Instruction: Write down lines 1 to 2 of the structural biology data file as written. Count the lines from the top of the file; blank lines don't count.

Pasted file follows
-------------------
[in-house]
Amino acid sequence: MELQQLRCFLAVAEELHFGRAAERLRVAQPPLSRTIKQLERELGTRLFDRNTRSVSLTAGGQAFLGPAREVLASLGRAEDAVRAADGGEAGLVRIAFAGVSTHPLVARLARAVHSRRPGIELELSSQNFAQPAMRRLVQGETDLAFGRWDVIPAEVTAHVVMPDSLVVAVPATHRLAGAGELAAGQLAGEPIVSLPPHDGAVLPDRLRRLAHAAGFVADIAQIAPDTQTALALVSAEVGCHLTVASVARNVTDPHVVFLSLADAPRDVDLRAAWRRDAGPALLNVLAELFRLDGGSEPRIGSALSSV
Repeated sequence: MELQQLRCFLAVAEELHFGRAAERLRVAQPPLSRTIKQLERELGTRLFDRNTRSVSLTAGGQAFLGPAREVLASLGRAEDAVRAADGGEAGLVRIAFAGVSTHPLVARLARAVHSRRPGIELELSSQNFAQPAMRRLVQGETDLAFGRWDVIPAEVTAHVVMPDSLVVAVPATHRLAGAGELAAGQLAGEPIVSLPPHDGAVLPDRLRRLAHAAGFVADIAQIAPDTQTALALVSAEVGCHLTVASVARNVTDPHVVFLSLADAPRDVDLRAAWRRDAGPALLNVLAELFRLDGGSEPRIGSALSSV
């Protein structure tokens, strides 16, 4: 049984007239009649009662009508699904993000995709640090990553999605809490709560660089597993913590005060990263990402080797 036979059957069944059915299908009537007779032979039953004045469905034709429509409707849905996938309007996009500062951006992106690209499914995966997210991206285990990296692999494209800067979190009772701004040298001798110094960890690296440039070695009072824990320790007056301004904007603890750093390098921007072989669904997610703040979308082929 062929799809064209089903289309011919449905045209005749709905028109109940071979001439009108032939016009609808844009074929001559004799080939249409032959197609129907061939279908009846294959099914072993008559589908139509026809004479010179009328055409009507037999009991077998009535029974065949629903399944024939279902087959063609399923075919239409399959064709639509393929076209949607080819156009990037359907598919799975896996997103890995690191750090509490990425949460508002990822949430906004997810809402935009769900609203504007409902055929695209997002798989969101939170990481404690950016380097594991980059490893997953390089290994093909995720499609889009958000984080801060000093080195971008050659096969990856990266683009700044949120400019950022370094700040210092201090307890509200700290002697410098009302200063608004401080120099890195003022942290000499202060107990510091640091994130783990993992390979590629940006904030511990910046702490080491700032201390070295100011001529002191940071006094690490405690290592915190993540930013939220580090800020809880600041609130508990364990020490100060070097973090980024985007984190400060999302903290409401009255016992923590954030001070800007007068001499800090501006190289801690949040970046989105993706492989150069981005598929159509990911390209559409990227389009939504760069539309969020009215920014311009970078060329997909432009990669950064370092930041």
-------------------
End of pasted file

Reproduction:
[in-house]
Amino acid sequence: MELQQLRCFLAVAEELHFGRAAERLRVAQPPLSRTIKQLERELGTRLFDRNTRSVSLTAGGQAFLGPAREVLASLGRAEDAVRAADGGEAGLVRIAFAGVSTHPLVARLARAVHSRRPGIELELSSQNFAQPAMRRLVQGETDLAFGRWDVIPAEVTAHVVMPDSLVVAVPATHRLAGAGELAAGQLAGEPIVSLPPHDGAVLPDRLRRLAHAAGFVADIAQIAPDTQTALALVSAEVGCHLTVASVARNVTDPHVVFLSLADAPRDVDLRAAWRRDAGPALLNVLAELFRLDGGSEPRIGSALSSV